The potato blight eventually spread to the Western Highlands of Scotland, causing similar destitution. In 1851, in response to that crisis, Trevelyan and Sir John McNeill founded the Highland and Island Emigration Society. From 1851 until its termination in 1858, the society sponsored the emigration of around 5,000 Scots to Australia. In 1853, Trevelyan proposed the organisation of a new system of admission into the civil Service. The Northcote–Trevelyan Report, signed by himself and Sir Stafford Northcote in November 1853, entitled The Organisation of the Permanent Civil Service, laid the foundation for securing the admission of qualified and educated persons into situations which were previously much at the disposal of aristocratic and influential families.
In conjunction with his cousin, Sir Walter Calverley Trevelyan, he edited the Trevelyan Papers (Camden Society 1856, 1862, 1872).
His letters to the Times, with the signature of Indophilus, he collected with Additional Notes in 1857; 3rd edit. 1858. Several of his addresses, letters, and speeches were also published.
In 1858, Lord Harris resigned the governorship of the presidency of Madras, and Trevelyan was offered the appointment. Having maintained his knowledge of oriental affairs by close attention to all subjects affecting the interest of India, he entered upon his duties as governor of Madras in the spring of 1859. He soon became popular in the presidency, and in a great measure through his conduct in office, the natives became reconciled to the government. An assessment was carried out, a police system organised in every part, and, contrary to the traditions of the East India Company, land was sold in fee simple to any one who wished to purchase. These and other reforms introduced or developed by Trevelyan won the gratitude and esteem of the Madras population.
All went well until February 1860. Towards the close of 1859, James Wilson was appointed financial member of the legislative council of India. At the beginning of the new year, he proposed a plan of retrenchment and taxation by which he hoped to improve the financial position of the British administration: his plan was introduced at Calcutta on 18 February, and transmitted to Madras. On 4 March, an open telegram was sent to Calcutta implying an adverse opinion of the governor and council of Madras. On 9 March, a letter was sent to Madras stating the central government's objection to the transmission of such a message in an open telegram at a time when native feeling could not be considered stable. At the same time, the representative of the Madras government in the legislative council of India was prohibited from following the instructions of his superiors to lay their views upon the table and to advocate on their behalf. On 21 March, another telegram was sent to Madras declaring the bill would be introduced and referred to a committee which was due to report in five weeks. On 26 March, opinions among Trevelyan and his council were recorded and, on his authority, the document found its way into the papers.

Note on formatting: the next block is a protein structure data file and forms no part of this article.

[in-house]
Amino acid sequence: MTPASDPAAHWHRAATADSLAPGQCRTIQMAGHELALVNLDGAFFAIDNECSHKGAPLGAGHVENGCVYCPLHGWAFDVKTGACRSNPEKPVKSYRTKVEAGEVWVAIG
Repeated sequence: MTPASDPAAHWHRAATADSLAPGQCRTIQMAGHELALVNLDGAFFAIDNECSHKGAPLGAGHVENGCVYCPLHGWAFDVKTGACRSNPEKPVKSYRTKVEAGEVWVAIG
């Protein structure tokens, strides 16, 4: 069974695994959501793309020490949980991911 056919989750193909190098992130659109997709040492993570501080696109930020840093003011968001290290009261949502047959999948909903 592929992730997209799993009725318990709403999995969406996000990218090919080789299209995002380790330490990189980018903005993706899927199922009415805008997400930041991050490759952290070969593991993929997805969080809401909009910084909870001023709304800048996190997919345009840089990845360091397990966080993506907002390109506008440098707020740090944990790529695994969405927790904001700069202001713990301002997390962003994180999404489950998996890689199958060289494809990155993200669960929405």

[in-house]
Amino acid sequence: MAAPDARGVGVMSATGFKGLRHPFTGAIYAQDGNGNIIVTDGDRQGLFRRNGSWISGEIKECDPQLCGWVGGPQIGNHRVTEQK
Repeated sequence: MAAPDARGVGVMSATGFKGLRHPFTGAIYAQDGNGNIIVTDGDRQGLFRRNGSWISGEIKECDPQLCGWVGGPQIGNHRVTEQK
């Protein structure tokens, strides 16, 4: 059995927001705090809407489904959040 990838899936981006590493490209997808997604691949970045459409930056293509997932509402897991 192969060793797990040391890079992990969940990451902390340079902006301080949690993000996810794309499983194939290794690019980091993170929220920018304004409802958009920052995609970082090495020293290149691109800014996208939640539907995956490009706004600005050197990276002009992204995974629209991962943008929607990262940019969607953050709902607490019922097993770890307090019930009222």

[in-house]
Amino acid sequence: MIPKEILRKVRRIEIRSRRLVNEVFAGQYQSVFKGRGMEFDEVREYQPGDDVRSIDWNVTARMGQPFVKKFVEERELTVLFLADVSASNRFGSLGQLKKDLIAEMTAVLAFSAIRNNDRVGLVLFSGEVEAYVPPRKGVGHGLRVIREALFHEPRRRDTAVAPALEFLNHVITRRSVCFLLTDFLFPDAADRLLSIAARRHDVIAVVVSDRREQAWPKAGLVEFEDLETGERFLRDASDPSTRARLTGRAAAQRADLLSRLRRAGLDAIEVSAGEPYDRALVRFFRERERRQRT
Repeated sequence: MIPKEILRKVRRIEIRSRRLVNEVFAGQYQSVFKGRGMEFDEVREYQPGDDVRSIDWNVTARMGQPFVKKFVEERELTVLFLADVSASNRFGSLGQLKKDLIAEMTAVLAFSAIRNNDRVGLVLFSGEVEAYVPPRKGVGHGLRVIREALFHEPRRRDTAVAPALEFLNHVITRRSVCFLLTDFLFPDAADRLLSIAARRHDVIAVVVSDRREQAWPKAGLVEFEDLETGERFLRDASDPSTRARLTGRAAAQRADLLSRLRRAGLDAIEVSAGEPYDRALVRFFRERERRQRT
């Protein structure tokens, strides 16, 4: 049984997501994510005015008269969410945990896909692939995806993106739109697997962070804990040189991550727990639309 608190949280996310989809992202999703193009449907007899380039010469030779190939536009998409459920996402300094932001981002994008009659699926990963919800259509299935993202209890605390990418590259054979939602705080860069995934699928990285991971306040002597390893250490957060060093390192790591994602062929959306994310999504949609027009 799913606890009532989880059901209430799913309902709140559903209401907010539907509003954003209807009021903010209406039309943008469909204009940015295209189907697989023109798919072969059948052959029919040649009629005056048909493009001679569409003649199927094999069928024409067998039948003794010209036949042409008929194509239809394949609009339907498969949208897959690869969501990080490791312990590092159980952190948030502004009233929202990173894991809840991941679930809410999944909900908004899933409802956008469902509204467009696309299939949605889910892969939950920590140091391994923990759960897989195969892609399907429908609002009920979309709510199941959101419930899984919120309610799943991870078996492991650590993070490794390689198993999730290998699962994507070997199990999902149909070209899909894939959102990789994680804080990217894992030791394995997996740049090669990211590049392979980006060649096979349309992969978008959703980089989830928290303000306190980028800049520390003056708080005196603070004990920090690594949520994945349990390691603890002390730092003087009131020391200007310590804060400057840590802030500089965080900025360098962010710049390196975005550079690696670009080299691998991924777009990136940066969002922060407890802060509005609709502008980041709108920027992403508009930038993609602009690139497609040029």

In 1862, Trevelyan returned to India as Finance minister. His tenure of office was marked by important administrative reforms and by extensive measures for the development of natural resources in India by means of public works. In 1862, Colonel Douglas Hamilton was given a roving commission by Trevelyan to conduct surveys and make drawings for the Government of all the hill plateaus in Southern India which were likely to suit as Sanitaria, or quarters for European troops. On his return home in 1865, he became engaged in discussions of the question of army purchase, on which he had given evidence before the royal commission in 1857. Later he was associated with a variety of social questions, such as charities, pauperism, and the like, and in the treatment of these.
Trevelyan married, secondly, on 14 October 1875, Eleanor Anne, daughter of Walter Campbell of Islay.
When his cousin Walter Calverley Trevelyan, 6th Baronet, of Nettlecombe, died at Wallington on 23 March 1879, both his marriages were childless, so he left his north-country property to Charles. A biographer from the family notes that Walter changed his will in 1852, having been impressed by Charles' son; the young George Otto Trevelyan had been one of the couple's visitors and received hints of the secret will. The modest social position of the family was suddenly elevated to one of wealth and property, recorded as an important event in the history of the baronetcy.
He retained to the last all his native Energy of temperament. He was a staunch Liberal, and gave his support to the Liberal cause in Northumberland, while residing at Wallington Hall in that county. He is drawn by Trollope in The Three Clerks, which was published in 1857 in 3 volumes, under the pseudonym Sir Gregory Hardlines. Trevelyan died at 67 Eaton Square, London, on 19 June 1886, aged 79.